Yes, things were on the up and up for me! Heck, I even thought K and I were getting along! I got to hear a “punny” joke from her; how does Moses brew his tea? I’ll let you work that one out. Oh yes, things were going swimmingly – which is why tonight I rushed to finish mopping the floor and to change into my dobok. I had a belt test to practice for! Classmates to hang out with! Fun to be had! It was going to be a great nigh-
“Emily. Sir wants to see you.”
Oh God, what did I do, what did I do? Am I going to be fired? What did I do?
I walked into his office, and there was K. Crying. Again.
Oh for fucks sake….
Because I hadn’t heard her say something on a particularly harried night, I had apparently disrespected K again. Which is why she was sobbing on Sir’s red leather sofa about how stressed she was and how she couldn’t afford to replace her car muffler. Me, I was stuck there, glancing furtively at the clock. Fifty minutes left in class, forty…thirty…
“I really have no idea where this is coming from, I’m sorry…”
“K, what do you want done?”
In coughs and sobs, she spat out, “I don’t know!”
And so Sir brought out the Puerto Rican rum, Wild Grape Smirnoff Ice (feel free to gag here), and three little plastic drams.
And I thought, “Oh, fuck it. I don’t get to drink at home, and if it makes this meeting go faster, I’ll drink freaking fire water.” Pound, down went the first little dram, which was not dissimilar to fire water on its damage to my throat. More crying from K…in my frustration, in my ANGER at being stuck in here like the trouble maker, I began to cry to. Because there was NOTHING I could do about this situation! This was not ME! This was the ravings of a damn mentally unwell woman, and I happened to be her target! She was a bully, but I was the one getting punished and told to drink Smirnoff Ice!
“I want you two to stay in here and talk,” Sir said as he handed me a second dram of the rum. This time it went down smoother. Talk, yeah…this was supposed to be one of those teary, happy, huggy endings. Listen, I go for all of those things, but not together, and not with the woman who claims I glare at her by looking in her general direction.
But whatever. I talked. Were you born in Virginia? What kind of dog do you have? Your undergrad was in Religious Studies? Wow, that’s different! K didn’t answer beyond short sentences. She certainly didn’t respond with any questions of her own for me, which I think is how “get along” conversations are supposed to go. But it didn’t matter, because there was a moment of sobby, red-faced truth from her: “I’m sorry, I’m not trying to be a bitch.”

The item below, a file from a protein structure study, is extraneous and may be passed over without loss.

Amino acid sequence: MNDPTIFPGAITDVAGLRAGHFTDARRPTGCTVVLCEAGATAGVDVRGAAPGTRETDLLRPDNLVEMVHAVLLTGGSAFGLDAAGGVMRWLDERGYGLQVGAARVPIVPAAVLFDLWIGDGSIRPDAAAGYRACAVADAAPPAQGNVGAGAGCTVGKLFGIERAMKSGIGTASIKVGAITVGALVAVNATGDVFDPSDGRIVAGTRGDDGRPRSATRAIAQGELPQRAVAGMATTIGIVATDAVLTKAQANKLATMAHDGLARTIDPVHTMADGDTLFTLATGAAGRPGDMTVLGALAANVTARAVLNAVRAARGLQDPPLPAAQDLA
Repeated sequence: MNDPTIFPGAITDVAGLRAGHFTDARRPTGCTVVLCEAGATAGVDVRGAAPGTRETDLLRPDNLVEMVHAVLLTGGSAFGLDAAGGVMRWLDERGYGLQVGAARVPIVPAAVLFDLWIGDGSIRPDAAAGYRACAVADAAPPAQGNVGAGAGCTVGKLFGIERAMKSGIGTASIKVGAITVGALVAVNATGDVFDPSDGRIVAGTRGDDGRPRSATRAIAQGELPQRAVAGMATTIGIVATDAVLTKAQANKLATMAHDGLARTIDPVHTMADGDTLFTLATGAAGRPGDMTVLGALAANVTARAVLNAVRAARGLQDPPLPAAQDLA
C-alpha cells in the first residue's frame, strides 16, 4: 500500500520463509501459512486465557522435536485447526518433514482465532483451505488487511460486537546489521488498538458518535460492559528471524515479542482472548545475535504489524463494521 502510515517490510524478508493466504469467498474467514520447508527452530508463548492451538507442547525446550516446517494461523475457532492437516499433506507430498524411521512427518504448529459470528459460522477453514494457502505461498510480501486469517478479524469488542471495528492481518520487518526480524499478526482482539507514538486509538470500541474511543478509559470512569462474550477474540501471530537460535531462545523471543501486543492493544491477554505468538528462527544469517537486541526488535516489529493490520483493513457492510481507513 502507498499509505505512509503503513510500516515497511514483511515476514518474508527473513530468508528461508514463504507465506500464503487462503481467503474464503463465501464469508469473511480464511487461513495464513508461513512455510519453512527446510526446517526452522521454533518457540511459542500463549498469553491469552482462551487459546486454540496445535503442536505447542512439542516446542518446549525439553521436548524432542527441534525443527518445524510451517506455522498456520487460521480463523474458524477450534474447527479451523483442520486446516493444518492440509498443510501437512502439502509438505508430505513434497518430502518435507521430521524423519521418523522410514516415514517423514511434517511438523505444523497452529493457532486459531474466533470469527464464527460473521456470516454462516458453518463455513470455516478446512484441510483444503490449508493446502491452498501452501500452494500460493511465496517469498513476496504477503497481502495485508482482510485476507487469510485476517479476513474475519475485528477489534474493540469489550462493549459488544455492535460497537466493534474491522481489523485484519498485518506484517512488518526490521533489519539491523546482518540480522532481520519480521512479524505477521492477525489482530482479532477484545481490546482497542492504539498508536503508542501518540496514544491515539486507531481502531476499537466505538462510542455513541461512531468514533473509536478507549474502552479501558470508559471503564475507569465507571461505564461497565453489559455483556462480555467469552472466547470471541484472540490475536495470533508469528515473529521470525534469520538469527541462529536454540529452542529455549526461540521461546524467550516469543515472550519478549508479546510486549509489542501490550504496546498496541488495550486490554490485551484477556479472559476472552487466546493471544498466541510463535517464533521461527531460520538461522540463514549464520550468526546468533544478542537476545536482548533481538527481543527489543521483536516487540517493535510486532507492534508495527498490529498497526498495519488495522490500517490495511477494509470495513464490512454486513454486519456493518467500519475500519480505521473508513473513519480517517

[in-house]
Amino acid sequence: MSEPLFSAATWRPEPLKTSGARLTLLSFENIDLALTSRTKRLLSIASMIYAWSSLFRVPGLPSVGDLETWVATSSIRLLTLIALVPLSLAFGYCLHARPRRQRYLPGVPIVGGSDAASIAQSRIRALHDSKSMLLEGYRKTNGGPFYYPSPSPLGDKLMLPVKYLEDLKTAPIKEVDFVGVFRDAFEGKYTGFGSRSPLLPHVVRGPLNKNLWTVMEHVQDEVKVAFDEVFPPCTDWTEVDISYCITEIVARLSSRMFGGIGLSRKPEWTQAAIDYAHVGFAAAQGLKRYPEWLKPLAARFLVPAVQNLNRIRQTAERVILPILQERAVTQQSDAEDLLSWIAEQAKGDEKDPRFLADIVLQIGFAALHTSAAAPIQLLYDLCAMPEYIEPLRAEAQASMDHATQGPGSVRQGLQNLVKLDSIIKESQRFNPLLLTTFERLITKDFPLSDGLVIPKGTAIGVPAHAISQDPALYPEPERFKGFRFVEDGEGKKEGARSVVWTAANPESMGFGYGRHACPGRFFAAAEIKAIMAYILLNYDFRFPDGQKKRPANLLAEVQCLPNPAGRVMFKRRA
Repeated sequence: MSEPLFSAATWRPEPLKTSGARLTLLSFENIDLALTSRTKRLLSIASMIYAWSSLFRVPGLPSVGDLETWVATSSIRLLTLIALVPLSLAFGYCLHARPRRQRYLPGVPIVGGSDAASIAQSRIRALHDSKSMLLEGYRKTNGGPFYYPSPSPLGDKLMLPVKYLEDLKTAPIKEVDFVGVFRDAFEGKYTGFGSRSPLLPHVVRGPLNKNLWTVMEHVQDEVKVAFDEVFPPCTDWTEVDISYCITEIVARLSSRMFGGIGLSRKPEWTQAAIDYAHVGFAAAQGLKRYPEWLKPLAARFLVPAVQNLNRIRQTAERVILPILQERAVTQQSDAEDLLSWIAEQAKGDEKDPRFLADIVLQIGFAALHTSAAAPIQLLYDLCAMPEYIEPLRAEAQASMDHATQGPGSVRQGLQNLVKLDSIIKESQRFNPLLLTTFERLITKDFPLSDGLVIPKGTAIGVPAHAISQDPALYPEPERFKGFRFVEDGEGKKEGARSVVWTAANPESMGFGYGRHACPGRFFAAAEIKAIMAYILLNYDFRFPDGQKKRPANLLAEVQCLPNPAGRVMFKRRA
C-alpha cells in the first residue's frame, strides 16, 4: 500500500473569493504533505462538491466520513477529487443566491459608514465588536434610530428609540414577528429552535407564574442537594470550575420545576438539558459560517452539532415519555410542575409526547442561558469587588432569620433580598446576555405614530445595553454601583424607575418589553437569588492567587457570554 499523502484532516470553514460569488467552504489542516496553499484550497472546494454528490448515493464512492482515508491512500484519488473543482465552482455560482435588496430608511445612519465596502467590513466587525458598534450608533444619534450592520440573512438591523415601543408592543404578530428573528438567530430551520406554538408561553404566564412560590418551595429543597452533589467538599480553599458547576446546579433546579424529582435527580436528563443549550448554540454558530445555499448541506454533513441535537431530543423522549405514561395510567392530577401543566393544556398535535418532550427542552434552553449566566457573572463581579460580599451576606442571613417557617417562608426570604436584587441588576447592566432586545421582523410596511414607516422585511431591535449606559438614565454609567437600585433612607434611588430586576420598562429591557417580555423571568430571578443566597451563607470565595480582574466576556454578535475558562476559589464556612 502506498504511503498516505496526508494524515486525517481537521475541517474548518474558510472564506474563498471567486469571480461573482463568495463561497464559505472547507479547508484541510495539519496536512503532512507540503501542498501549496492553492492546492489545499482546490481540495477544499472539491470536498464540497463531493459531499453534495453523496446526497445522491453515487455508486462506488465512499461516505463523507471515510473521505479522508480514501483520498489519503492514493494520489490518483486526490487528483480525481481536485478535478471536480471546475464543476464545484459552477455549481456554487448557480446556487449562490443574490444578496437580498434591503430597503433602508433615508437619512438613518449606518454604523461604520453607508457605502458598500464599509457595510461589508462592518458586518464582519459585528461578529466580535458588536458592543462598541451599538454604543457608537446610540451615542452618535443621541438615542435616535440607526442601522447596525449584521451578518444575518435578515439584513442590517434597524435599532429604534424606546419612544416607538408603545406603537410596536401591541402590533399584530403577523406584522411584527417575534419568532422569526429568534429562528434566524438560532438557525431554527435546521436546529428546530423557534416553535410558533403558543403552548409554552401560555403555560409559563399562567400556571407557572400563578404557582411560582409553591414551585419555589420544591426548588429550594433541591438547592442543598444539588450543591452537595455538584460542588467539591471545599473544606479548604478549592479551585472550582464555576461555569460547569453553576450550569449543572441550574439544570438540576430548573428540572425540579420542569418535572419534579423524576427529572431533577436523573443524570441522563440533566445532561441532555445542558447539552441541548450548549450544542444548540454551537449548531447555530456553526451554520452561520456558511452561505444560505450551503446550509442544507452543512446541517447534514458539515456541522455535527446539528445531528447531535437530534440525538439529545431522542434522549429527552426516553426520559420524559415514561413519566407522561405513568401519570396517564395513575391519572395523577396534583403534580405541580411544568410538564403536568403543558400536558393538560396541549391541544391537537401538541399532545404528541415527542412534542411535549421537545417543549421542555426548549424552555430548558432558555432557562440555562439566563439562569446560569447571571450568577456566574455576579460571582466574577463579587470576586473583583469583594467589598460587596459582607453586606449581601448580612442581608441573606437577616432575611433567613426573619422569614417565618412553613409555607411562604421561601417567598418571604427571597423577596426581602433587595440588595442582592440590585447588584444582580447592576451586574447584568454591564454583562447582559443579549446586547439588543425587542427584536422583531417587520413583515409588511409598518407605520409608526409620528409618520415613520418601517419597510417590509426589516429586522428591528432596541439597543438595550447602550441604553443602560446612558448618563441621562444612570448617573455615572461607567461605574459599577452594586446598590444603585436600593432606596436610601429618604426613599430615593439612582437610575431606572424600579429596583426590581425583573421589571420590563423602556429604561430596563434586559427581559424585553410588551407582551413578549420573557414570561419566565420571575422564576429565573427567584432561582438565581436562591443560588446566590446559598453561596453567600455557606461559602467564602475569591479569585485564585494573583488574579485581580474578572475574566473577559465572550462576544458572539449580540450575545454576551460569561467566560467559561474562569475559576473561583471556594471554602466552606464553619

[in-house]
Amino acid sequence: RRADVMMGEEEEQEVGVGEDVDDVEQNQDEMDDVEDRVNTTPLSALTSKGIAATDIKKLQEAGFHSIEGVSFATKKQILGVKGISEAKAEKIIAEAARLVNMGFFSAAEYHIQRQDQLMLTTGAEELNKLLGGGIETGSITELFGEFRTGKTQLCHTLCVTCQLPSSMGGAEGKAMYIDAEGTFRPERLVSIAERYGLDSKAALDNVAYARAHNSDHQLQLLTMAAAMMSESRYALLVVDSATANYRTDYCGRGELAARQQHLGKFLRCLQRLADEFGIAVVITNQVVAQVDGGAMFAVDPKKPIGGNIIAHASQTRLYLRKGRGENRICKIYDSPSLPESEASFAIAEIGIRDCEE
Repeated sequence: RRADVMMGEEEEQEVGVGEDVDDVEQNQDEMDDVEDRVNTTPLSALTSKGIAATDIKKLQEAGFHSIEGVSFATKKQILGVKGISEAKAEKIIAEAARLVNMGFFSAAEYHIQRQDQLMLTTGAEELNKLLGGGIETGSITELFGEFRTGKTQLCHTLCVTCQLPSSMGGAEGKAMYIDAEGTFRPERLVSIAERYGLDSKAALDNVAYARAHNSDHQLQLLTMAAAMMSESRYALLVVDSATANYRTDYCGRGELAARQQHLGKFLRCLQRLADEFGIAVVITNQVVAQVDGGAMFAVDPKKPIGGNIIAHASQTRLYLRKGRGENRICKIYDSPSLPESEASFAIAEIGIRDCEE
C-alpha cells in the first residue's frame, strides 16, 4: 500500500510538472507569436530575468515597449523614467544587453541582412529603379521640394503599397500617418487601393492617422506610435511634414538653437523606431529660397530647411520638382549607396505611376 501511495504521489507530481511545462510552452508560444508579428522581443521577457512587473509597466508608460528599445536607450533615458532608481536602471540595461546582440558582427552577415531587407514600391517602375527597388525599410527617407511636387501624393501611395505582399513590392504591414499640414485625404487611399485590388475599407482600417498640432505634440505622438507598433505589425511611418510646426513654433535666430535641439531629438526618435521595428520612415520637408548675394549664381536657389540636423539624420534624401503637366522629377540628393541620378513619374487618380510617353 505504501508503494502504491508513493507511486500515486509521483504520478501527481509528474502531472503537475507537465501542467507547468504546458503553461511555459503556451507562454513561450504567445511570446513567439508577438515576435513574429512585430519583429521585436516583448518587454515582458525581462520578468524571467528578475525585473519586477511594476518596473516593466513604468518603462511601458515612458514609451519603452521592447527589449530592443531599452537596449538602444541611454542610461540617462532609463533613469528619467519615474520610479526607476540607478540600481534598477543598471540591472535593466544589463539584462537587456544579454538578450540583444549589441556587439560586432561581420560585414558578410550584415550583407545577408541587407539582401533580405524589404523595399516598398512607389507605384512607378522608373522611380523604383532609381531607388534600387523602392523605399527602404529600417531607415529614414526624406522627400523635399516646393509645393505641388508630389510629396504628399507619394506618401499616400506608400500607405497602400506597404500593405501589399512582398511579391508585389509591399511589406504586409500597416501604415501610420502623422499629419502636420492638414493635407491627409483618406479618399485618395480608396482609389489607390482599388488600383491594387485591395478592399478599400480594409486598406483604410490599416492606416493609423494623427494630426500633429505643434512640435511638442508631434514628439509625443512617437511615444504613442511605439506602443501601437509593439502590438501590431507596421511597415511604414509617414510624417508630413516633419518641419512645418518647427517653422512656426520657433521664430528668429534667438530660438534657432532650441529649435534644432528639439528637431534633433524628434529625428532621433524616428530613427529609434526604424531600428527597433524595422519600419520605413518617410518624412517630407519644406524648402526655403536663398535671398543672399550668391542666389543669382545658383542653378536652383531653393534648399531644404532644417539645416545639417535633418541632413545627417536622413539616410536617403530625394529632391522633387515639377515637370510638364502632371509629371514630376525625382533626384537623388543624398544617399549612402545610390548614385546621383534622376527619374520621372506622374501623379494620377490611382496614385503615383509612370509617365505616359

Now, I have to be honest: fully sober, very tired, and slightly shivery from the cold of my bedroom in the middle of the night, I have no doubt K is going to continue to be a bitch. But after three shots of liquor, I was drunk, so I was willing to be convinced at the time. In fact, Sir came back, cracked twenty more minutes of sexual jokes, asked if Hanna and I were having sex (answer: no, we’re not, thanks), and gave me another shot.
Well, I was having fun then! Sleepy, hungry, outrageous fun, but K was laughing, so mission accomplished! So much fun was I having, that when Sir said, “Come on, let’s go to this restaurant all the way across the James River back by where you used to work in Hell,” (my language, not his), I thought, “Hell yes! that’s the best idea I’ve heard all night!”
But mainly for this reason: “I’m buying.”
I’d like to defend myself here. Sir actually tried to get me to drink much more than I did. At one point, he jokingly had my hair and was going to pour the contents of his flask down my throat. But the Nelsons are nothing if not stubborn about their limits, and this Nelson was not having any. I may have been drunk, but I was no moron. So class was long since finished – frustratingly – when I was finally sent out to collect Hanna and inform him we were to be joining Sir and K and many others for dinner.
Hanna did not want to go out to dinner. As I sobered up (around some leftover kids, which was freaking uncomfortable for me), I didn’t really want to either. I was tired, I had friends and video games waiting at home, let’s just decline and leave.
Buuuuut, when you work for a Tae Kwon Do studio, you cannot tell the Shihan no. You cannot say no. Well, er, obviously I had with the alcohol. But in this setting, Sir was getting his way, and nothing we said was going to stop him. So K and another coworker piled into his car, and Hanna and I into our own, and off we went.
Let the surreal portion of the evening begin, if this wasn’t enough for you….